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Vector product (application)

Module by: Sunil Kumar Singh. E-mail the author

Summary: Solving problems is an essential part of the understanding process.

Questions and their answers are presented here in the module text format as if it were an extension of the treatment of the topic. The idea is to provide a verbose explanation, detailing the application of theory. Solution presented is, therefore, treated as the part of the understanding process – not merely a Q/A session. The emphasis is to enforce ideas and concepts, which can not be completely absorbed unless they are put to real time situation.

Representative problems and their solutions

We discuss problems, which highlight certain aspects of the vector product. For this reason, questions are categorized in terms of the characterizing features of the subject matter :

  • Condition of parallel vectors
  • Unit vector of cross product
  • Nature of vector product
  • Evaluation of vector product
  • Area of parallelogram

Condition of parallel vectors

Example 1

Problem : Determine whether vectors 2ij + 2k and 3i – 3j + 6k are parallel to each other?

Solution : If the two vectors are parallel, then ratios of corresponding components of vectors in three coordinate directions are equal. Here,

a x b x = 2 3 a y b y = 1 3 a z b z = 1 3 a x b x = 2 3 a y b y = 1 3 a z b z = 1 3

The ratios are, therefore, not equal. Hence, given vectors are not parallel to each other.

Unit vector of cross product

Example 2

Problem : Find unit vector in the direction perpendicular to vectors i + j – 2k and 2ij + 3k.

Solution : We know that cross product of two vectors is perpendicular to each of vectors. Thus, unit vector in the direction of cross product is perpendicular to the given vectors. Now, unit vector of cross product is given by :

Figure 1: Unit vector in the direction of vector product.
Vector product
 Vector product  (vpq1.gif)

n = a × b | a × b | n = a × b | a × b |

Here,

a × b = | i j k 1 1 - 2 2 - 1 3 | a × b = | i j k 1 1 - 2 2 - 1 3 |

a × b = { 1 x 3 - ( - 2 x - 1 ) } i + { ( 2 x - 2 ) - 1 x 3 } j + { ( 1 x - 1 ) - 1 x 2 } k a × b = i - 7 j - 3 k a × b = { 1 x 3 - ( - 2 x - 1 ) } i + { ( 2 x - 2 ) - 1 x 3 } j + { ( 1 x - 1 ) - 1 x 2 } k a × b = i - 7 j - 3 k

| a × b | = { 1 2 + ( - 7 ) 2 + ( - 3 ) 2 } | a × b | = { 1 2 + ( - 7 ) 2 + ( - 3 ) 2 }

n = 1 ( 59 ) x ( i - 7 j - 3 k ) n = 1 ( 59 ) x ( i - 7 j - 3 k )

Nature of vector product

Example 3

Problem : Verify vector equality B = C, if AxB = AxC.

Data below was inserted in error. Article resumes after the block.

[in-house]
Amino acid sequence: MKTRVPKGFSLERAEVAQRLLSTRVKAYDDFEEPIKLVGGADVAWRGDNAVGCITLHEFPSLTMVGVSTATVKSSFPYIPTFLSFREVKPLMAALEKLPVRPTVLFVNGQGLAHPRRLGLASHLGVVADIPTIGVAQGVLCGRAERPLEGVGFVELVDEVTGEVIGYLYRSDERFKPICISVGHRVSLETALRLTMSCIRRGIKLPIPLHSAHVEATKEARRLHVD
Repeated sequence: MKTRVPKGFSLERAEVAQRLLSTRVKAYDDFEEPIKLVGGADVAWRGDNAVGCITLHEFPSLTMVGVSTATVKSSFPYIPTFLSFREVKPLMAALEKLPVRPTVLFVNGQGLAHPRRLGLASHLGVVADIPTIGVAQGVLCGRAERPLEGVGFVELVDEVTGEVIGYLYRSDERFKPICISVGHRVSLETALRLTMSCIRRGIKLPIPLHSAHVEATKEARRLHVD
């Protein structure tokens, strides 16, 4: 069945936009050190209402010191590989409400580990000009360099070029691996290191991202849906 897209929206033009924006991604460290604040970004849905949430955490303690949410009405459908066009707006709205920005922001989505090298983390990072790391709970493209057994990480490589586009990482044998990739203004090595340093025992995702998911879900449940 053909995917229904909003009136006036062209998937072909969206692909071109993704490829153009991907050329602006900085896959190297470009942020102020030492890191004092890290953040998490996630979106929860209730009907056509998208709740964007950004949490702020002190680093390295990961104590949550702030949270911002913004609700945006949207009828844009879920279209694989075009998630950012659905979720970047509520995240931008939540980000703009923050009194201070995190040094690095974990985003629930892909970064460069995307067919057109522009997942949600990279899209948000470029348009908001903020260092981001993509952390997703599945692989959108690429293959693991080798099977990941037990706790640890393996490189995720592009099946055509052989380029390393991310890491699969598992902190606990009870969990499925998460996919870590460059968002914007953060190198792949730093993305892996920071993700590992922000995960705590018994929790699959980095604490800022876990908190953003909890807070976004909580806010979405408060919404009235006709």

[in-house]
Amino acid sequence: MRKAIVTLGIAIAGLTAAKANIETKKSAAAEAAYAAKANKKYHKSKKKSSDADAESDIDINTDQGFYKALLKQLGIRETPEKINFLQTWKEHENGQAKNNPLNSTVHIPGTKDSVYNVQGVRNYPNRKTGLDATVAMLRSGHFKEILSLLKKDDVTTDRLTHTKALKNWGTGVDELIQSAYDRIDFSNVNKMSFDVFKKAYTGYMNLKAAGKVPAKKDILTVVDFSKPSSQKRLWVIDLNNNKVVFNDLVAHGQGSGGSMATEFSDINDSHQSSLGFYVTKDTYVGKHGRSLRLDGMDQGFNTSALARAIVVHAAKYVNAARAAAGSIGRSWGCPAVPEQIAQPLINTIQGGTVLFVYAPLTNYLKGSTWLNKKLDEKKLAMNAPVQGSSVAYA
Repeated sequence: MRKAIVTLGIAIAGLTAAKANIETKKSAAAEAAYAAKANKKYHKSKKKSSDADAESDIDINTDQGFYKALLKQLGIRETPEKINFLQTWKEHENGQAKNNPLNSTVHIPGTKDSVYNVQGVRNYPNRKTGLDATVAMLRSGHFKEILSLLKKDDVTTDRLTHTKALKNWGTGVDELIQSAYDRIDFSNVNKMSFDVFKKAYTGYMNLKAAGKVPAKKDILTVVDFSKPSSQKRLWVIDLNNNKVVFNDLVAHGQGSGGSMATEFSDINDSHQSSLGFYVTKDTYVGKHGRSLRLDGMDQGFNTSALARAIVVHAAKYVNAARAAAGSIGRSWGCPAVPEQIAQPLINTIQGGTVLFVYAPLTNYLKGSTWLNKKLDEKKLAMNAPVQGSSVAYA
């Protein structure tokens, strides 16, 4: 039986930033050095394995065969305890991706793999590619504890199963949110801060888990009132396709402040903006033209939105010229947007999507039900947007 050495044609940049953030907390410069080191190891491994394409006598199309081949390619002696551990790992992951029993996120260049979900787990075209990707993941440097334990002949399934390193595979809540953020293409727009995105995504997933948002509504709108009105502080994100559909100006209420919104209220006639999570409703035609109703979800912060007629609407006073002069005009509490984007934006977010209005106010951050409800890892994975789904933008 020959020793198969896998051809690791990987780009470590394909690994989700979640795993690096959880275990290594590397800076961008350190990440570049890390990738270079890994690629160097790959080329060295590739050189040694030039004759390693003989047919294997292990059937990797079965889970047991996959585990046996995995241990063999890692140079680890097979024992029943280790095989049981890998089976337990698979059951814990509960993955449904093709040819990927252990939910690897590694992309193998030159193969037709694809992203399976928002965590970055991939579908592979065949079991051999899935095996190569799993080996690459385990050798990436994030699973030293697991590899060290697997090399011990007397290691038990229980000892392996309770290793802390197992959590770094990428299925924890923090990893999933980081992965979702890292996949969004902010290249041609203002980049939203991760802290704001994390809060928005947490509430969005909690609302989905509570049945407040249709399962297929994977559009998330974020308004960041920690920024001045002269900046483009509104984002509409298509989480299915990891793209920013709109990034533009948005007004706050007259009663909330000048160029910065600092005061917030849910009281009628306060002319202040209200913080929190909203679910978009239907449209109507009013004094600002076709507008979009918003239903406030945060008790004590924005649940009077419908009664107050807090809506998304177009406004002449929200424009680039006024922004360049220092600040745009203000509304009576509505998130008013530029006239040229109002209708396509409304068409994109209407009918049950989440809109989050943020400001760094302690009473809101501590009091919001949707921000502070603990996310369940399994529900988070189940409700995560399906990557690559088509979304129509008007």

Solution : Let θ 1 θ 1 and θ 2 θ 2 be the angles for first and second pairs of cross products. Then,

A × B = A × C AB sin θ 1 n 1 = AC sin θ 2 n 2 B sin θ 1 n 1 = C sin θ 2 n 2 A × B = A × C AB sin θ 1 n 1 = AC sin θ 2 n 2 B sin θ 1 n 1 = C sin θ 2 n 2

It is clear that B=C is true only when sin θ 1 n 1 = sin θ 2 n 2 sin θ 1 n 1 = sin θ 2 n 2 . It is always possible that the angles involved or the directions of cross products are different. Thus, we can conclude that B need not be equal to C.

Evaluation of vector product

Example 4

Problem : If a.b = |axb| for unit vectors a and b, then find the angle between unit vectors.

Solution : According to question,

a . b = | a × b | ab cos θ = ab sin θ tan θ = 1 x 1 x tan 45 ° θ = 45 ° a . b = | a × b | ab cos θ = ab sin θ tan θ = 1 x 1 x tan 45 ° θ = 45 °

Example 5

Problem : Prove that :

| a . b | 2 - | a × b | 2 = a 2 x b 2 x cos | a . b | 2 - | a × b | 2 = a 2 x b 2 x cos

Solution : Expanding LHS, we have :

| a . b | 2 - | a × b | 2 = ( ab cos θ ) 2 - ( ab sin θ ) 2 = a 2 b 2 ( cos 2 θ - sin 2 θ ) | a . b | 2 - | a × b | 2 = = a 2 b 2 cos 2 θ | a . b | 2 - | a × b | 2 = ( ab cos θ ) 2 - ( ab sin θ ) 2 = a 2 b 2 ( cos 2 θ - sin 2 θ ) | a . b | 2 - | a × b | 2 = = a 2 b 2 cos 2 θ

Area of parallelogram

Example 6

Problem : The diagonals of a parallelogram are represented by vectors 3i+j+k and i-j-k. Find the area of parallelogram.

Solution : The area of parallelogram whose sides are formed by vectors a and b, is given by :

Area = | a × b | Area = | a × b |

However, we are given in question vectors representing diagonals – not the sides. But, we know that the diagonals are sum and difference of vectors representing sides of a parallelogram. It means that :

Figure 2: The vectors along diagonals are sum and difference of two vectors representing the sides.
Diagonals of a parallelogram
 Diagonals of a parallelogram  (vpq2.gif)

a + b = 3 i + j + k a + b = 3 i + j + k

and

a - b = i - j - k a - b = i - j - k

Now the vector product of vectors representing diagonals is :

( a + b ) × ( a - b ) = a × a - a × b + b × a + b × ( - b ) = - a × b + b × a ( a + b ) × ( a - b ) = a × a - a × b + b × a + b × ( - b ) = - a × b + b × a

Using anti-commutative property of vector product,

( a + b ) × ( a - b ) = - 2 a × b ( a + b ) × ( a - b ) = - 2 a × b

Thus,

a × b = - 1 2 x ( a + b ) × ( a - b ) a × b = - 1 2 x ( a + b ) × ( a - b )

a × b = - 1 2 | i j k 3 1 1 1 - 1 - 1 | a × b = - 1 2 | i j k 3 1 1 1 - 1 - 1 |

a × b = - 1 2 x { ( 1 x - 1 - 1 x - 1 ) i + ( 1 x 1 - 3 x - 1 ) j + ( 3 x - 1 - 1 x 1 ) k } a × b = - 1 2 x ( 4 j - 4 k ) a × b = - 2 j + 2 k a × b = - 1 2 x { ( 1 x - 1 - 1 x - 1 ) i + ( 1 x 1 - 3 x - 1 ) j + ( 3 x - 1 - 1 x 1 ) k } a × b = - 1 2 x ( 4 j - 4 k ) a × b = - 2 j + 2 k

The volume of the parallelogram is :

| a × b | = { ( - 2 ) 2 + 2 2 } = 2 2 units | a × b | = { ( - 2 ) 2 + 2 2 } = 2 2 units

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